Taking Care - Knowing What to Expect and Managing Stress

Self-awareness and self-care are crucial to one’s personal health and well-being. Ms A’qilah Saiere, Principal of Preschool for Multiple Intelligences @ East, shares strategies to help new early childhood educators cope with stress and better integrate into the workforce.

Uncertainty is troubling, especially for novice early childhood educators. If not mentally prepared, it can affect the morale of educators and lead to further stress and anxiety. Having a passion for children, early childhood educators often put the children first, sometimes at the expense of their own well-being. This may cause burnout, where educators may constantly feel exhausted and have difficulty coping with their roles and responsibilities.

Ms A’qilah Saiere, Principal of Preschool for Multiple Intelligences @ East recalled having the same experiences when she first joined the early childhood sector: “Being a novice teacher is extremely overwhelming. (The things that) you think you know and should expect will come five times more intensely than anticipated.”

A’qilah joined the early childhood sector in 2014. Back then, she too struggled to find work-life balance for herself. Physically and mentally overwhelmed, A’qilah found herself overworked and even fell sick frequently.

“Starting out, the knowledge I had was mostly technical - how to manage a class, work out a curriculum, write a lesson plan, etc. No one stopped to speak to us about how to manage the stressors and anxieties I would experience as a teacher. I was overwhelmed by the amount of responsibility I had, the expectations of the parents and the preschool, as well as the different challenges I had with different children. One of the biggest anxiety I had was how to keep the job interesting for both myself and the children,” she shared.

However, A’qilah overcame this challenging period after much self-reflection on how she was treating herself. Together with the support she received from her mentors at Wheelock College, she managed to establish a healthier work-life balance to keep her going.

“After a couple of years, I finally realised that I had to be my best self to be the best teacher I can be for the children I teach. Hence, I started being more mindful with how I spend time in class and also outside of work. I made an effort to pick up sports or spend time to do activities that allowed me to fully relax and detach myself from the workplace. When I started giving myself more time, and consciously started putting away some personal time each week, I started getting healthier - physically, emotionally and mentally. With better health, I became more productive.”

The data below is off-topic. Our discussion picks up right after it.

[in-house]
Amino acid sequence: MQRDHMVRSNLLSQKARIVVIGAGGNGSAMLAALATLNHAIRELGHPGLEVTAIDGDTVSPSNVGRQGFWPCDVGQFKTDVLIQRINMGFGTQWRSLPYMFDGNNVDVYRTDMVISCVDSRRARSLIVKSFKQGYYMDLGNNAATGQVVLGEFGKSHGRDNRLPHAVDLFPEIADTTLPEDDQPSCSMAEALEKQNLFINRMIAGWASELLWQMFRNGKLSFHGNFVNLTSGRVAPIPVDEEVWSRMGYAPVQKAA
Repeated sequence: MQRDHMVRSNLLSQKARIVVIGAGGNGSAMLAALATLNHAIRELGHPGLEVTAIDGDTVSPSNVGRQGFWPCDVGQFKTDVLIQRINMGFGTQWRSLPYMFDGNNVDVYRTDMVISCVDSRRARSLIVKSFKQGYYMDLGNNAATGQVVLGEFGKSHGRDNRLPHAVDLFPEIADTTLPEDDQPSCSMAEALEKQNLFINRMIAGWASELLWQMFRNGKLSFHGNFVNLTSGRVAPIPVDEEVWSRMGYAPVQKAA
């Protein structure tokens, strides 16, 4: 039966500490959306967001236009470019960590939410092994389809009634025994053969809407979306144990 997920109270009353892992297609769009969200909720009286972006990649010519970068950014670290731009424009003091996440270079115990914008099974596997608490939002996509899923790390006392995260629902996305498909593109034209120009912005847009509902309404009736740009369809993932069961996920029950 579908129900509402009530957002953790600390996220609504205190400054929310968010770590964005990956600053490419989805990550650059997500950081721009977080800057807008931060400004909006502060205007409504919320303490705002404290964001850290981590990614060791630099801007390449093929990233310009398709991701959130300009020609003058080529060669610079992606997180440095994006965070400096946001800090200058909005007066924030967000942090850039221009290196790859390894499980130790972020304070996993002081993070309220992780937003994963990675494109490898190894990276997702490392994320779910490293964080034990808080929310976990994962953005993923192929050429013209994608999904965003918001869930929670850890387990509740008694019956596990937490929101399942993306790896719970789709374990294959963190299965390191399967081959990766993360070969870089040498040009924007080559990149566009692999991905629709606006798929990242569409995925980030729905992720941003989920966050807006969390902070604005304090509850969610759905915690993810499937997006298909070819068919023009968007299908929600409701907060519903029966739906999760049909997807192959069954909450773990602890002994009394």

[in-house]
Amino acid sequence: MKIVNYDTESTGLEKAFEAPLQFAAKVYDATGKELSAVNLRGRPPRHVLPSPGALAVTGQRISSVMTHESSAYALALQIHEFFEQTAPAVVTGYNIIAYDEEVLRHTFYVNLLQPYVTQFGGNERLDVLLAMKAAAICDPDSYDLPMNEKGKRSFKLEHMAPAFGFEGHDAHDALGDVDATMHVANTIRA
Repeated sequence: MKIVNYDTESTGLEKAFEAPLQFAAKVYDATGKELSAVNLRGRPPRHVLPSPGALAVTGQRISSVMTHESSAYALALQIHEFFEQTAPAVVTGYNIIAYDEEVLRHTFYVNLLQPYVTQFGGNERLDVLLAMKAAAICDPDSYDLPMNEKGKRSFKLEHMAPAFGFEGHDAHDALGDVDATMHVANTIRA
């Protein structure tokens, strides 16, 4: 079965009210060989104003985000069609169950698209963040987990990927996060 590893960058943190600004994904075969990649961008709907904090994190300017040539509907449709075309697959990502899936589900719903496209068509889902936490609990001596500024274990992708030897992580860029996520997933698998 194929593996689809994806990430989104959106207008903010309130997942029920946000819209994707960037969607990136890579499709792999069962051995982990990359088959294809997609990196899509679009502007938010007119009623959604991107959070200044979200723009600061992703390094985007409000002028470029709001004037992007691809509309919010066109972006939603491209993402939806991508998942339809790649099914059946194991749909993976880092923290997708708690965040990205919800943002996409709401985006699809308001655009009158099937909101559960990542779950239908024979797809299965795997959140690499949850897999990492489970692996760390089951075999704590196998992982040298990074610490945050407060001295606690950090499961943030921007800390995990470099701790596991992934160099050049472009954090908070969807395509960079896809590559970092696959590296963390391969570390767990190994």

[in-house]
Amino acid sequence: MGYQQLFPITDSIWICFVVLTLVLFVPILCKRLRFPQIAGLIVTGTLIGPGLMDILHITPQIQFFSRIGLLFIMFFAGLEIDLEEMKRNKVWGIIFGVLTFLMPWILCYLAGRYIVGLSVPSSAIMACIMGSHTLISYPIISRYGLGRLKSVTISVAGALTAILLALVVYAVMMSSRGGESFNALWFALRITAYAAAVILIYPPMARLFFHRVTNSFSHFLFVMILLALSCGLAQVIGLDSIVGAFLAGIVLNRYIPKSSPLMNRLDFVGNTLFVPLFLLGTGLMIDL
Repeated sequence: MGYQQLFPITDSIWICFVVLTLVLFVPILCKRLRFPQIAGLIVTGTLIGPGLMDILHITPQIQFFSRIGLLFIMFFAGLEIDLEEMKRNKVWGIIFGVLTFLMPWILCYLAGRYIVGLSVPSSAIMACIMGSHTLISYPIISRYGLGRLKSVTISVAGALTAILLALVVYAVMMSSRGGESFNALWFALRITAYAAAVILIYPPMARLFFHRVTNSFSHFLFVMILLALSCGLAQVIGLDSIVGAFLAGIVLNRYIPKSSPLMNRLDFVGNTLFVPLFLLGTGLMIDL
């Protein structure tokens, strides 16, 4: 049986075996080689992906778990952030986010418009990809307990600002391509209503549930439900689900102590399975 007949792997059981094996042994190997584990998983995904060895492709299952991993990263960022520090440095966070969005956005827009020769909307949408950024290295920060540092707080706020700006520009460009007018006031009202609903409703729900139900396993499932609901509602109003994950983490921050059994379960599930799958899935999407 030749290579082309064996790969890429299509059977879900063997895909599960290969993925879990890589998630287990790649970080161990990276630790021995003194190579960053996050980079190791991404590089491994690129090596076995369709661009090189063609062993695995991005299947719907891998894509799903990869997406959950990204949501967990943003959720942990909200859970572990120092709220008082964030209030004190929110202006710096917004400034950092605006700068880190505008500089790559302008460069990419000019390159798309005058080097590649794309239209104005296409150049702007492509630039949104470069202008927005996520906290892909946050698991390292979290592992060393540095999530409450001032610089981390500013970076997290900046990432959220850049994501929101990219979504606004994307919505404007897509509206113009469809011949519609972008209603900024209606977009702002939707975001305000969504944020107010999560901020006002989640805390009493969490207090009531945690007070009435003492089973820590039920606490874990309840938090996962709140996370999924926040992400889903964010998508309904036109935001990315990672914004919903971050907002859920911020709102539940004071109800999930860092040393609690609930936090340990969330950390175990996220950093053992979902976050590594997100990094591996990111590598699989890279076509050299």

With the newfound knowledge from this difficult experience, A’qilah is now passionate about helping new educators overcome the initial challenges of integrating themselves into the new work environment. She recommends four key strategies:

  • Strategy 1: Be a mindful teacher
  • Strategy 2: Prioritise self-care
  • Strategy 3: Have consistent self-reflection
  • Strategy 4: Cultivate positive working relationships at work

Strategy 1: Be a Mindful Teacher

When asked how mindfulness can help educators cope with stress, A’qilah explained, “When a teacher leads a mindful lifestyle, she is more aware of her needs. When a teacher is more aware of her needs, she is able to keep her balance. When a teacher is holistically balanced, she will be able to manage her work better, produce higher quality work and be more motivated. They’re less likely to experience burnout.”

Mindfulness is the process of bringing one’s focus and attention to the present. To be effective in the role that they play, educators need to first understand and address their own needs before they can help others. Another important component of being a mindful educator is to be aware and constantly reminded of the things that make you happy, such as personal hobbies or interests.

For early childhood educators who are new to mindfulness, A’qilah recommends the following tips, “Start with keeping a simple diary or a daily short reflective session. Some people love to meditate, others read. Figure out what suits you best.”